Government and business leaders call for more negotiations and continued work on reforms.
By Menekse Tokyay for Southeast European Times in Istanbul -- 02/05/13
EU Enlargement Commissioner Stefan Fule (right) and Turkey's EU Minister Egemen Bagis give a joint press conference in Ankara on May 17th 2012. [AFP]
Turkey should redouble its reform efforts to win a spot in the European Union despite recent opinion polls that show support for the EU waning as Ankara is mired in an accession process that has taken a quarter of a century, an expert said.
"Turkey, especially in freedom of the media and expression and aligning with EU acquis chapters, should continue the reform process in order maintain the political and economic elites' support for Turkey's EU membership," Selcen Oner, an EU expert at Bahcesehir University, told SETimes.
EU experts and the business sector are urging the government to reinvigorate negotiations through continued reforms and EU harmonisation.
Analysts say the stalled negotiation process between the EU and Turkey as well as the Eurozone's ongoing financial crisis has resulted in the decline in a recent Metropoll study, which showed support for EU membership falling from 69 percent to 43 percent since 2008. Another 10 percent is undecided.
The survey was conducted in 31 cities across the country, with 1,202 people from different ethnic, religious, political and social-economic backgrounds.
The EU sees the poll results as confirmation of the EU's policy to create new momentum in the accession process.
"The opinion poll results show there is a solid support for the EU among Turkish citizens. It is a positive result given the complexities of the accession process," Peter Stano, spokesman for European Commissioner for Enlargement Stefan Füle, told SETimes.
"We believe that 2013 will be a positive year for EU-Turkey relations if Turkey seizes the momentum created by the positive agenda and the forward-looking EU Council conclusions in December, which openly call for a new momentum in accession negotiations," he added.
According to Nilgun Arisan Eralp, an EU expert from the Ankara-based think-tank TEPAV, the change in the public's appetite for EU accession can be attributed to the Eurozone crisis and the stalled accession process.
"The financial crisis that the EU has been going through in recent years and the way it has been misinterpreted in Turkey -- like EU has come to an end -- resulted in a loss of credibility for the EU," Eralp told SETimes.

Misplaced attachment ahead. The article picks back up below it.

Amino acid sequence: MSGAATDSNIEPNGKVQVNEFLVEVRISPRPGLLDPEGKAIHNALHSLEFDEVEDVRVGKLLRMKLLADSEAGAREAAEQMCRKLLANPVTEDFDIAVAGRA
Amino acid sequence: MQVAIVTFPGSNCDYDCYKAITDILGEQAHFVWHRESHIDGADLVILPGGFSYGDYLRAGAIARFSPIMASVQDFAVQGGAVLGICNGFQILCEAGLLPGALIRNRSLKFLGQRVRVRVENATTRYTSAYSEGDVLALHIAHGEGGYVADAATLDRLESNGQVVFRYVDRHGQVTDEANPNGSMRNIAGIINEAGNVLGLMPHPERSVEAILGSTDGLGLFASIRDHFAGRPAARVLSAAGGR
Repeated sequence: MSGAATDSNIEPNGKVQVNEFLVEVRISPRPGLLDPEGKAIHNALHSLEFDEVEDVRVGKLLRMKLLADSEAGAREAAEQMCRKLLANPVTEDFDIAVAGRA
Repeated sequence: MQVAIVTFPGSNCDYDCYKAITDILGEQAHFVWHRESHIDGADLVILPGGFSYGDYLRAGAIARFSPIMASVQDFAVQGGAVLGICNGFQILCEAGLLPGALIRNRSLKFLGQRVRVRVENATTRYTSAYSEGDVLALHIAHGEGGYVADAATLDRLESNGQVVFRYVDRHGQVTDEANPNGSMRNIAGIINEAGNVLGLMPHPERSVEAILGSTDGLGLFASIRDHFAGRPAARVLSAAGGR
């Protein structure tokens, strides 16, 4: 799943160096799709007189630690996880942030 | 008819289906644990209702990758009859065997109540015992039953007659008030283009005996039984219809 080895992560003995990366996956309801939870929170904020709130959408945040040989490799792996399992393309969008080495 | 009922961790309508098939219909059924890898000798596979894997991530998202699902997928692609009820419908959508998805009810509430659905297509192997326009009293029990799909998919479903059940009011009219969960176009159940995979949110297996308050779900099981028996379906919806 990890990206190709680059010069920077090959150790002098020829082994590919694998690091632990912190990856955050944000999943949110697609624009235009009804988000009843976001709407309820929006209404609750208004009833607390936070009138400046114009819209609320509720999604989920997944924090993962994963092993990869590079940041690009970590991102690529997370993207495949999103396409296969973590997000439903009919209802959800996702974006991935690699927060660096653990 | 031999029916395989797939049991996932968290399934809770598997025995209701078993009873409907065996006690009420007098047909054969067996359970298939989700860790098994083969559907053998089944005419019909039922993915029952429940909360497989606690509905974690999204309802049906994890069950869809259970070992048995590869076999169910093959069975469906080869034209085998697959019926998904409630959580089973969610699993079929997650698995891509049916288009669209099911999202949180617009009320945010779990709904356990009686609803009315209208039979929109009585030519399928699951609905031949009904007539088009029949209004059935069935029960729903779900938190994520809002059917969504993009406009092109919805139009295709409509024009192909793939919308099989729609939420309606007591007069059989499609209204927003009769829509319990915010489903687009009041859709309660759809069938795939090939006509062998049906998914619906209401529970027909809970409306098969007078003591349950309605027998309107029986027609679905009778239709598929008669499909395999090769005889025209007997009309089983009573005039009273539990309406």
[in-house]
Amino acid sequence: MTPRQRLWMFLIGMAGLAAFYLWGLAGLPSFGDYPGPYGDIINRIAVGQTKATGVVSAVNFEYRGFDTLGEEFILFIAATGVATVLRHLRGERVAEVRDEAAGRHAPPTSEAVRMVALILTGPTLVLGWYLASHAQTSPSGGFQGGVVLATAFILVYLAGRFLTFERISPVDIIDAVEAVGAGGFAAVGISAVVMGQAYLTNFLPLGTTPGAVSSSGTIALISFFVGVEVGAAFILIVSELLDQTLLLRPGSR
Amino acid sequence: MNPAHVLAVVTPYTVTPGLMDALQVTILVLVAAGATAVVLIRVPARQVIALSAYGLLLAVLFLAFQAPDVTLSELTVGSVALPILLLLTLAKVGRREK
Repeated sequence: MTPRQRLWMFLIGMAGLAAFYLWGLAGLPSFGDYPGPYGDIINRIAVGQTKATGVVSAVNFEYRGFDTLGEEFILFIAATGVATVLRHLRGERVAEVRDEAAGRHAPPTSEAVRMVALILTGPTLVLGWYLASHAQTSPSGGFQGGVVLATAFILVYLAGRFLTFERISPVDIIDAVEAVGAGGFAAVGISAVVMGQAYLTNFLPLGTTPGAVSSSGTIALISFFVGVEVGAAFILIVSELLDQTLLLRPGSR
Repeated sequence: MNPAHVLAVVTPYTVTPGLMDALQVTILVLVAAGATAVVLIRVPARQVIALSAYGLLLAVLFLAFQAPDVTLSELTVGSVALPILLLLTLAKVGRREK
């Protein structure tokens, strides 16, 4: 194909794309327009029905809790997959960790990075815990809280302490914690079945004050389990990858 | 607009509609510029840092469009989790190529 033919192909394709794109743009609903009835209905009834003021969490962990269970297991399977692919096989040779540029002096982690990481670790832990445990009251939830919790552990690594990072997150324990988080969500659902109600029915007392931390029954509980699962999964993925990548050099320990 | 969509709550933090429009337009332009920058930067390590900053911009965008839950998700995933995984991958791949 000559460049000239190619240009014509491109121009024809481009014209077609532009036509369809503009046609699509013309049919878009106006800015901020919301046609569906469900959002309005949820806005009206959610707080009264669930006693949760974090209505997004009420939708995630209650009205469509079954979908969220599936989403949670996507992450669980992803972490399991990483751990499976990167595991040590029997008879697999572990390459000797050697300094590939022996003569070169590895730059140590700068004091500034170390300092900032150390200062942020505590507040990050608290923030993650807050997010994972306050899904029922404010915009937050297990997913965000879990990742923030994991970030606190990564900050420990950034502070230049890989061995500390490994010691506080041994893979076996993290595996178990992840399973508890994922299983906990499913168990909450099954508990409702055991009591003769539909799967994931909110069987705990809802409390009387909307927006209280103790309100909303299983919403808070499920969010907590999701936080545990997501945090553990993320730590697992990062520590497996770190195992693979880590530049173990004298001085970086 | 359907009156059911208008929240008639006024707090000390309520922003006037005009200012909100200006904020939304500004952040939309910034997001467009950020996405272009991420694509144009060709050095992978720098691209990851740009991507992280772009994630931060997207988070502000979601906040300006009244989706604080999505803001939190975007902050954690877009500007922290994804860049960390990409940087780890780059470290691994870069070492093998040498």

There is a belief in Turkey -- supported by the vocal opposition of France, Germany, Austria and the Netherlands in particular to Turkey's EU accession -- that the EU will not accept Turkey for political and cultural reasons regardless of the reform process, she said.
Turkey's EU Minister Egemen Bagis (left) and Sweden's Foreign Minister Carl Bildt hold a press conference in Stockholm, Sweden, on January 16th. [AFP]
The political and cultural arguments used against Turkey, Eralp said, have weakened the coalition of pro-EU supporters in Turkey.
"Defending the virtues of the EU accession process has almost become politically risky and the process itself has started to suffer from lack of domestic ownership," she added.
Another poll conducted in January by the Economic and Foreign Policy Studies Centre found a similar effect on EU support, with two in three respondents saying that Turkey should not push for full accession in the next five years.
Whether or not Turkey ultimately gains full EU membership or develops a "special relationship" based on mutual interests may not be as important as the reform process, which in and of itself would bring Turkey in line with European standards of democracy and governance.
Actions needed to move the EU bid forward will be significant, Stano said.
"Implementing EU-related reforms in Turkey will bring long-term benefits to the country and its citizens through improved administration as well as better protection of citizens' and consumers' rights," he said.
"Working hard towards this goal is the best way to convince the public that the accession to the EU is in Turkey's and the EU's mutual interest," he said.
The business community in Turkey also remains an important factor behind public and government support of the EU accession process.
The Turkish Industrialists and Businessmen's Association (TUSIAD) -- which represents about 60 percent of Turkey's private sector, 80 percent of its exports and 84 percent of the state's corporate tax revenues -- has repeatedly called on the country to move forward with EU reforms and harmonisation.
Bahadir Kalegasi, the EU representative of TUSIAD, told SETimes that while the Cyprus dispute, the Eurozone crisis and Turcophobic statements by political leaders in Europe have contributed to a decline in EU support, the business community remains a strong advocate of Turkey's EU bid.
"Turkey's membership to the EU is matter of stable democracy, global competitiveness, economic and political soft-power and social development," he said, adding that TUSIAD has always been a major force behind Turkey's democratic, economic and social reforms.